In general, infinite-age contamination can make a sample considerably older while modern contamination can make the sample significantly younger than its true age.

Regardless of the carbon dating methodology employed, be it radiometric dating or the accelerator mass spectrometry (AMS) method, a process must be done before analysis to get rid of all possible contaminants. Radiocarbon dating labs receive various materials for analysis but not all portions of the samples can be used.

Natural contamination pertains to the introduction of contaminants to the sample by its surrounding material.

Materials such as charcoal, wood, peat, and textiles typically undergo the acid-alkali-acid (AAA) method before radiocarbon dating.

Learn more Materials such as sediments and soils typically undergo acid washes (no alkali) before radiocarbon dating.

One of the basic assumptions in carbon-14 dating is that the sample being analyzed has undergone only radioactive decay and has remained unaltered by any other process over the years since it ceased interaction with the biosphere. The archaeological artifacts and geological specimens sent to labs for radiocarbon dating are usually found embedded or buried with other materials that may have affected their radiocarbon content.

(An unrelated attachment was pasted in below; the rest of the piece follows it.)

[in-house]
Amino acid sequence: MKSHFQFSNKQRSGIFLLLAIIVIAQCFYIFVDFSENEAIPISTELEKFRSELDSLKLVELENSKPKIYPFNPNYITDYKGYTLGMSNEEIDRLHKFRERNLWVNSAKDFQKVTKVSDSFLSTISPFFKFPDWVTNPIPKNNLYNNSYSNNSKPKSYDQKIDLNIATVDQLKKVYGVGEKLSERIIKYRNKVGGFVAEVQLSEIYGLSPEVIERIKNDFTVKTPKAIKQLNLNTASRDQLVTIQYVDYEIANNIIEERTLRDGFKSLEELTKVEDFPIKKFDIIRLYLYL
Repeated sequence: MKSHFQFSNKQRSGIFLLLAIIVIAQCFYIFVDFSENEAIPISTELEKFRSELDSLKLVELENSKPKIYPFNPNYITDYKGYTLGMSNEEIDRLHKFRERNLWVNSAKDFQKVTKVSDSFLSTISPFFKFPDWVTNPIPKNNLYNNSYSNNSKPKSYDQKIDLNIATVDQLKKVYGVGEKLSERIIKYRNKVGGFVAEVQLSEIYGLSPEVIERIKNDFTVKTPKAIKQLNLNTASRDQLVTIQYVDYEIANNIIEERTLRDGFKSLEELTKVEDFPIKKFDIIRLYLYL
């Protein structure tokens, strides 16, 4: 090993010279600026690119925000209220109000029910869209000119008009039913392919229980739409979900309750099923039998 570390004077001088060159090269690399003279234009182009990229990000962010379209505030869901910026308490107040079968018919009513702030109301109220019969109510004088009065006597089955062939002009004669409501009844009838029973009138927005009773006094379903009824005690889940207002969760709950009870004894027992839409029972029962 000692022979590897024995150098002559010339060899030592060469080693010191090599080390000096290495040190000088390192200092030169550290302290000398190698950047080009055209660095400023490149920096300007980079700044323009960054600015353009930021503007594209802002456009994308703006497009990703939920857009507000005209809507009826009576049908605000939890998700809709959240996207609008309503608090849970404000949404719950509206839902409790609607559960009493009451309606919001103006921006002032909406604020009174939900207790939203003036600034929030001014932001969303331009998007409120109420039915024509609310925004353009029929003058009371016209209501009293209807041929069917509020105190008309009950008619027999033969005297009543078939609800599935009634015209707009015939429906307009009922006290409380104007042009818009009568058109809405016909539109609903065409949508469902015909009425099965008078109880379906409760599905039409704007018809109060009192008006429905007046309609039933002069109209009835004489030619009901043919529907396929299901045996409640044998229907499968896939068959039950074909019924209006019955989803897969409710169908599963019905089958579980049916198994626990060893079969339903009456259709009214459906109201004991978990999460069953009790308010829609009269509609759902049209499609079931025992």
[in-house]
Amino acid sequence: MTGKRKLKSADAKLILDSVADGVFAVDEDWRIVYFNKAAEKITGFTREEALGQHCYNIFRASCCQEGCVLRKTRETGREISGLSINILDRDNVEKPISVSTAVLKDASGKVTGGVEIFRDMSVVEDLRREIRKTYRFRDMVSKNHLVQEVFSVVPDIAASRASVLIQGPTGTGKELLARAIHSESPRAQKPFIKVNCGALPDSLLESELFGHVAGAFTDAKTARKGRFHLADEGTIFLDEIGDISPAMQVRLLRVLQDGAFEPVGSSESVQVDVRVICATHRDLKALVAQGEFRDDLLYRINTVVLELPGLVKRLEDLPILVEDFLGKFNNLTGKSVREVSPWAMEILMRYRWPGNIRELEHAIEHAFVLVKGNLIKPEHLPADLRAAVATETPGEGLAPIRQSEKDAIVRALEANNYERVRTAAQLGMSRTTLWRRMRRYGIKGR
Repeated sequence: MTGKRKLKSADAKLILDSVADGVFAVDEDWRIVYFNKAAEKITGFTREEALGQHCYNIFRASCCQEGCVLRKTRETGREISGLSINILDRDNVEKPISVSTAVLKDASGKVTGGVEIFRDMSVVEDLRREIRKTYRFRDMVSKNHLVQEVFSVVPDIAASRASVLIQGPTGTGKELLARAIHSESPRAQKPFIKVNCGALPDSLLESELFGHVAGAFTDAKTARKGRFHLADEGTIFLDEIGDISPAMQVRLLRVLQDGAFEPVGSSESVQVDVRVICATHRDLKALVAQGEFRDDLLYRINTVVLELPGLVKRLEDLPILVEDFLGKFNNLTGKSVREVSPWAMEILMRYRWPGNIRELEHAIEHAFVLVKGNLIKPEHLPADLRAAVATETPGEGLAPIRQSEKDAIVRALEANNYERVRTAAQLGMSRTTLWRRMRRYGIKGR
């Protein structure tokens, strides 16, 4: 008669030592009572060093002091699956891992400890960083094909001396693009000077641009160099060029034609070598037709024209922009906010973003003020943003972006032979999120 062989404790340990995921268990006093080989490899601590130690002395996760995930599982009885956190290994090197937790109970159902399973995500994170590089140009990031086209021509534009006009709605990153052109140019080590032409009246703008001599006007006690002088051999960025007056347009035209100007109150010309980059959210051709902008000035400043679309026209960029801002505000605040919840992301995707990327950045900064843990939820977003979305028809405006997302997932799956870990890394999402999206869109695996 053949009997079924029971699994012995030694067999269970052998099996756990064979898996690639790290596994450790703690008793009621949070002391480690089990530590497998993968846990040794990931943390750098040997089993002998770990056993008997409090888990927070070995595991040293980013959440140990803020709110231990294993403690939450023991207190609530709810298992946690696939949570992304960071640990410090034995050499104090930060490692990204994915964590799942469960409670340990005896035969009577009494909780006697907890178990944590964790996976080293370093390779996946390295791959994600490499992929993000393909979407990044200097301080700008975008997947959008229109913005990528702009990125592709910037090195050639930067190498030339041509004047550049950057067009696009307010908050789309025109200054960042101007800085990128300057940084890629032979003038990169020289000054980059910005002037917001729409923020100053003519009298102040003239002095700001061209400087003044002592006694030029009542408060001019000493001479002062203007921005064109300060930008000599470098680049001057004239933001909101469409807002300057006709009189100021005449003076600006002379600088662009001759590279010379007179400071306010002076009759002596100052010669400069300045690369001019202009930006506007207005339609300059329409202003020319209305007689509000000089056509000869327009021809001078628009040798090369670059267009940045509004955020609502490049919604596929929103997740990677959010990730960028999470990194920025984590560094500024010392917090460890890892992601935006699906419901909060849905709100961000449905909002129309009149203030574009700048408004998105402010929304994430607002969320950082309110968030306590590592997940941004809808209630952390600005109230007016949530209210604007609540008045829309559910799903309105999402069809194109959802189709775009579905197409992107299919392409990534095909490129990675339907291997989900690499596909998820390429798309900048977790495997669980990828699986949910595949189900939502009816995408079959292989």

Any carbon-containing material that affects the carbon 14 content of any given sample is therefore a contaminant.

Metal and stones cannot be directly dated unless they have organic materials embedded in them.

There is no standard method for pretreatment applicable to all samples for radiocarbon dating.

The effect of these organic acids on the sample, whether they would make the sample older or younger, depends on the age of their original organism.

When roots of plants penetrate wood, charcoal, soil, or bones, modern carbon is already introduced to them.

Limestone is of geological origin and would be much older than any archaeological sample; hence, inclusion of limestone during the carbon 14 dating would make the sample older than its true age.

Humic and fulvic acids are naturally present in soil where microbial degradation of plants and animals has occurred.

Physical pretreatment usually involves the removal of rootlets that intruded on the sample using tweezers or forceps.